Attorney Jeremy Hogan has taken to Twitter to speculate on what might be the reasons for several amicus briefs allowed in the Ripple lawsuit. Hogan defines an amicus brief (AB) as a friend of the court and, historically, they have only been filed in appellate and "top" level courts where particularly complex issues are being resolved.
Why is it important that numerous Amicus Briefs ("AB") have been filed in the Ripple v. SEC case?— Jeremy Hogan (@attorneyjeremy1) October 30, 2022
An AB is called a "Friend of the Court" and historically, ABs have been filed only in appellate and "top" level courts where difficult issues are being resolved. 1/3
He asked, "That being said, is it normal to see numerous ABs in a trial-level case? Definitely not."
He further added, "The Judge's liberal allowance of amicus briefs in this trial level case would seem to suggest that she understands that the issues involved are complicated, novel and that the ruling will affect a large group of people and/or industry. And I think that's a good thing."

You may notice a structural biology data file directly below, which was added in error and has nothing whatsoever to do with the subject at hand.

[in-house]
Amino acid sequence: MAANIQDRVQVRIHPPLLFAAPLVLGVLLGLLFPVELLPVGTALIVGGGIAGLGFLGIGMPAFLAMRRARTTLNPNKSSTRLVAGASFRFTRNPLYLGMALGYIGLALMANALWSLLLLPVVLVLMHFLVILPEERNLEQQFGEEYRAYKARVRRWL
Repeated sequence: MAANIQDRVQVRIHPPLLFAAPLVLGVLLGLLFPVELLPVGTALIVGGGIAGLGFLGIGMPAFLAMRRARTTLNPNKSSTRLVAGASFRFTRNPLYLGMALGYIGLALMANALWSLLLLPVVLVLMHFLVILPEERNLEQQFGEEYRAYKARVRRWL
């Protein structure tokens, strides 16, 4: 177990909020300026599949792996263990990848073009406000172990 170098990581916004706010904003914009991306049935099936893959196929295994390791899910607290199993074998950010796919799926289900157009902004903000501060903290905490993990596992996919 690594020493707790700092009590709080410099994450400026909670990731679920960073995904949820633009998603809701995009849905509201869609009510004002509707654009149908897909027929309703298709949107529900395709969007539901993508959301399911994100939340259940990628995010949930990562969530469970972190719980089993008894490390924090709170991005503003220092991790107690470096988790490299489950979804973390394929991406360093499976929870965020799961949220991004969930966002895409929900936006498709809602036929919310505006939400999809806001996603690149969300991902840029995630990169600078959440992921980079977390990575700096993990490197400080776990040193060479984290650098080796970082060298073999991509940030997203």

So far, the Chamber of Digital Commerce, Ripple Partner, I-Remit, Tapjets and ICAN are among the major players that have filed amicus briefs in the case.
Over the weekend, SpendTheBits and the Investor Choice Advocates Network ("ICAN") formally filed their amicus briefs in support of Ripple.
This follows after Judge Torres approved requests by major market players, including Philip Goldstein, ICAN and SpendTheBits, to file amicus briefs in the lawsuit. The latest to seek a request to deliver an amicus brief in the lawsuit is The Blockchain Association, which aims to put forward a correct interpretation of the Supreme Court's Howey test in support of Ripple.
Remaining key dates in 2022
Both Ripple and the SEC have filed opening motions and oppositions to the summary judgment briefings. Replies to the summary judgment motions are expected to come in by Nov. 15, by which time all briefings will be completed and Judge Torres's final decision will be awaited.
On or before March 31, 2023, James K. Filan predicts that Judge Torres might decide simultaneously on expert motions and summary judgment. Ripple CEO Brad Garlinghouse is optimistic that the case might see resolution in the first half of 2023.